High-bandwidth low-current measurement system for automated and scalable probing of tunnel junctions in liquids

20 February 2024, Version 1
This content is a preprint and has not undergone peer review at the time of posting.


Tunnel junctions have long been used to immobilize and study the electronic transport properties of single molecules. The sensitivity of tunneling currents to entities in the tunneling gap has generated interest in developing electronic biosensors with single molecule resolution. Tunnel junctions can, for example, be used for sensing bound or unbound DNA, RNA, amino acids, and proteins in liquids. However, manufacturing technologies for on-chip integrated arrays of tunnel junction sensors are still in their infancy, and scalable measurement strategies that allow the measurement of large numbers of tunneling junctions are required to facilitate progress. Here, we describe an experimental setup to perform scalable, high bandwidth (> 10 kHz) measurements of low currents (pA–nA) in arrays of on-chip integrated tunnel junctions immersed in various liquid media. Leveraging a commercially available compact 100 kHz bandwidth low-current measurement instrument, we developed a custom two-terminal probe on which the amplifier is directly mounted to decrease parasitic probe capacitances to sub-pF levels. We also integrated a motorized 3-axis stage, which could be powered down using software control, inside the Faraday cage of the setup. This enabled automated data acquisition on arrays of tunnel junctions without worsening the noise floor despite being inside the Faraday cage. A deliberately positioned air gap in the fluidic path ensured liquid perfusion to the chip from outside the Faraday cage without coupling in additional noise. We demonstrated the performance of our setup using rapid current switching observed in electromigrated gold tunnel junctions immersed in deionized water. Our measurement setup and findings will contribute to developing the emerging field of tunnel junction sensors and can be readily extended towards higher bandwidth sensing, as well as to other types of electronic single molecule sensors.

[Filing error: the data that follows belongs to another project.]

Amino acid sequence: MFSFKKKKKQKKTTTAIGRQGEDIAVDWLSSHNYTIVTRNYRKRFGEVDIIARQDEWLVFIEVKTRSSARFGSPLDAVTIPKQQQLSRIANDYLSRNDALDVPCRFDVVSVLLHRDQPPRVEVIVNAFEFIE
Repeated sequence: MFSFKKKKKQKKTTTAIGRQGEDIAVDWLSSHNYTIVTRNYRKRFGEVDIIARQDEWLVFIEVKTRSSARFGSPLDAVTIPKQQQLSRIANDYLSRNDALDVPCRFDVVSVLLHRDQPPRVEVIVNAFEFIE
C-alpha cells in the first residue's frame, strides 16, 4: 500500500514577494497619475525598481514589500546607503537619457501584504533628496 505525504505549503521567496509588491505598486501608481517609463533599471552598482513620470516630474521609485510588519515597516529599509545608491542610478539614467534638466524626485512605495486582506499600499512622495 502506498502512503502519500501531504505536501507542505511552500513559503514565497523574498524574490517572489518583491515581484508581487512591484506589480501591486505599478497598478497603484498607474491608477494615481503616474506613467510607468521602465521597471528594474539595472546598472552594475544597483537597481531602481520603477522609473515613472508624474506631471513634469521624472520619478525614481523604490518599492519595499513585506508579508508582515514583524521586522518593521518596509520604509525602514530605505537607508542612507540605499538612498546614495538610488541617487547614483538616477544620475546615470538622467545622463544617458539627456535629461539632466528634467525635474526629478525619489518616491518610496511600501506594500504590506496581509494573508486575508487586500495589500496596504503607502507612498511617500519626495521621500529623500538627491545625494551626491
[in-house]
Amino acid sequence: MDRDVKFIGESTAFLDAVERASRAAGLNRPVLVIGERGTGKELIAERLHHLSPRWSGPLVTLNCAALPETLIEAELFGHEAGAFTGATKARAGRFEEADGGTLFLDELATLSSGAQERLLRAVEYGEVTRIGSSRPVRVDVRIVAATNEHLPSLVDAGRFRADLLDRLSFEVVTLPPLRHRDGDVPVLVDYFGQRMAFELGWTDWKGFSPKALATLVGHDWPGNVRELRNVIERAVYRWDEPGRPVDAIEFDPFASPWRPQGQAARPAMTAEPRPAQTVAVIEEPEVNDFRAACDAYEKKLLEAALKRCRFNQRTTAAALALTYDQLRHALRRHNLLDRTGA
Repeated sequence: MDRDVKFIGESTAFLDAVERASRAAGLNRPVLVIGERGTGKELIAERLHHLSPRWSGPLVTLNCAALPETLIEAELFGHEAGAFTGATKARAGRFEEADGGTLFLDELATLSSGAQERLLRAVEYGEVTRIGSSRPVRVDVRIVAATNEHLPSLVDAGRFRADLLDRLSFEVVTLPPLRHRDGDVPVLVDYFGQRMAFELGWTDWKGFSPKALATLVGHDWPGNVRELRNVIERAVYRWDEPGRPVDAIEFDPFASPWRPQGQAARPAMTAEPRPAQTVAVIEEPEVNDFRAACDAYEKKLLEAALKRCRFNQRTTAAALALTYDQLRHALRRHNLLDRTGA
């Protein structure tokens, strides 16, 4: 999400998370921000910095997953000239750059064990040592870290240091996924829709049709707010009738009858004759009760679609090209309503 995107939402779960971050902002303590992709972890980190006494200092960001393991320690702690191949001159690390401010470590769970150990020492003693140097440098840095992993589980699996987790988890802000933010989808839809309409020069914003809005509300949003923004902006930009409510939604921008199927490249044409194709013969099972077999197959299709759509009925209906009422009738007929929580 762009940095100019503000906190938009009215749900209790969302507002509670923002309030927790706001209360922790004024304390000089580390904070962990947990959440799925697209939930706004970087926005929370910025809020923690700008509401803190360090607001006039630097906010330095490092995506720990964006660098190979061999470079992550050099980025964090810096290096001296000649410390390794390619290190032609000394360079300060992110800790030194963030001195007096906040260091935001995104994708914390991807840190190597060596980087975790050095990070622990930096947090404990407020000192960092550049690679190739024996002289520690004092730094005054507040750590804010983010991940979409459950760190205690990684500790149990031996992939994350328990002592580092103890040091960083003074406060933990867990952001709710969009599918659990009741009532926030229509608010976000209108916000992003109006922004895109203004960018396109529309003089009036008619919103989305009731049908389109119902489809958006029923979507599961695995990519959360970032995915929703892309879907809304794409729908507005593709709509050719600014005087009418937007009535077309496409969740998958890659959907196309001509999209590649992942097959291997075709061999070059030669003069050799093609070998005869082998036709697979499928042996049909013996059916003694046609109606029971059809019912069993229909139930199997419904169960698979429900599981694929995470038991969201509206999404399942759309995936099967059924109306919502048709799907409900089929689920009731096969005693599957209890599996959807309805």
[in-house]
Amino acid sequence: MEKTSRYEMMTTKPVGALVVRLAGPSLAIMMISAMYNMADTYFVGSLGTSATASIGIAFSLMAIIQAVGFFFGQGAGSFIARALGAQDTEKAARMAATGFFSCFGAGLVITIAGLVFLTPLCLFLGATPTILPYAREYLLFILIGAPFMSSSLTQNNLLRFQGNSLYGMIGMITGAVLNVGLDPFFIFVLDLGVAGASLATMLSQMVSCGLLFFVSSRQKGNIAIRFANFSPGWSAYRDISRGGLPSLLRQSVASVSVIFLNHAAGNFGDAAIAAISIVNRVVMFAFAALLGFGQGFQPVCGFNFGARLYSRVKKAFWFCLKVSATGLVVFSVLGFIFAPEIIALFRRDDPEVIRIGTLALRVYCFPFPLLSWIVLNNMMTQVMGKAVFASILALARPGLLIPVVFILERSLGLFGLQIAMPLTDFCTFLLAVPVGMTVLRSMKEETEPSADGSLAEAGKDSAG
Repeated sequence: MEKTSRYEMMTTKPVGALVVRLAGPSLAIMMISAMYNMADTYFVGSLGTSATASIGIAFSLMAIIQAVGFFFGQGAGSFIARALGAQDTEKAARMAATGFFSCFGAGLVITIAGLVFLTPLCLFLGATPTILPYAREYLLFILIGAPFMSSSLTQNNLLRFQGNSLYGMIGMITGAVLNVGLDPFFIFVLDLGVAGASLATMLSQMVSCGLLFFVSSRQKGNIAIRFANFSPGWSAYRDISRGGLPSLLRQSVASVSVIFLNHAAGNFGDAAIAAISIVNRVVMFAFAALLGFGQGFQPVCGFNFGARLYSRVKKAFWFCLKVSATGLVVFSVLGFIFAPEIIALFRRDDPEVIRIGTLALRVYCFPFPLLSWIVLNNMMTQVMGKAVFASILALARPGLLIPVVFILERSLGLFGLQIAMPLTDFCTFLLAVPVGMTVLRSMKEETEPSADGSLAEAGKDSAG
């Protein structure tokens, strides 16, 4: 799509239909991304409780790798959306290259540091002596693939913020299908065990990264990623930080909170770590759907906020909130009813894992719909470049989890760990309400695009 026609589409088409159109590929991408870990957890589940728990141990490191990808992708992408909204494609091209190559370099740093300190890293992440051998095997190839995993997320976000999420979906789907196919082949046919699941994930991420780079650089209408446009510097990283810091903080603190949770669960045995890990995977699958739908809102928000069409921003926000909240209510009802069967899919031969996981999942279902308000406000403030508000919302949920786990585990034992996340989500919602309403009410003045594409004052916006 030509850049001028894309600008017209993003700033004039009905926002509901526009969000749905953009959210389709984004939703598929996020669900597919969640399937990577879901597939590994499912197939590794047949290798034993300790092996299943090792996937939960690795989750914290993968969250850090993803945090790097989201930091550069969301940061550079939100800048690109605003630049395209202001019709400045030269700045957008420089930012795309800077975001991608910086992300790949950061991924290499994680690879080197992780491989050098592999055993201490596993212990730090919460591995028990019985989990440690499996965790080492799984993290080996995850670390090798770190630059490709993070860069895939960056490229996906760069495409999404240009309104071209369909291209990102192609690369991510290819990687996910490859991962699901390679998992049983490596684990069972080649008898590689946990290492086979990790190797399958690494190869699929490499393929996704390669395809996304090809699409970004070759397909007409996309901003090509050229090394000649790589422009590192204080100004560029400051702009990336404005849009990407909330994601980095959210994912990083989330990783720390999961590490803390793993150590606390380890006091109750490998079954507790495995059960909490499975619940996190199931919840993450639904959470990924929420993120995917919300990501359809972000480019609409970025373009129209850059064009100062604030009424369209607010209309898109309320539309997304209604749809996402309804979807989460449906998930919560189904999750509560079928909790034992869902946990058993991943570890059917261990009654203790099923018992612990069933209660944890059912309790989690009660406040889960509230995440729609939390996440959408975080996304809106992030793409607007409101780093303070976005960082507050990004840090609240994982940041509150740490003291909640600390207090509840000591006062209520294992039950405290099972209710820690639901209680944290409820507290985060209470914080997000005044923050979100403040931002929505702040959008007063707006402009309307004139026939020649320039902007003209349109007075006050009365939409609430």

tunnel junction
single molecule sensing
microfluidic devices
low noise

Supplementary materials

Supplementary Information
Supplementary information containing details of key components purchased to build the setup, a description of the microfluidic integration procedure, photographs of the setup components.


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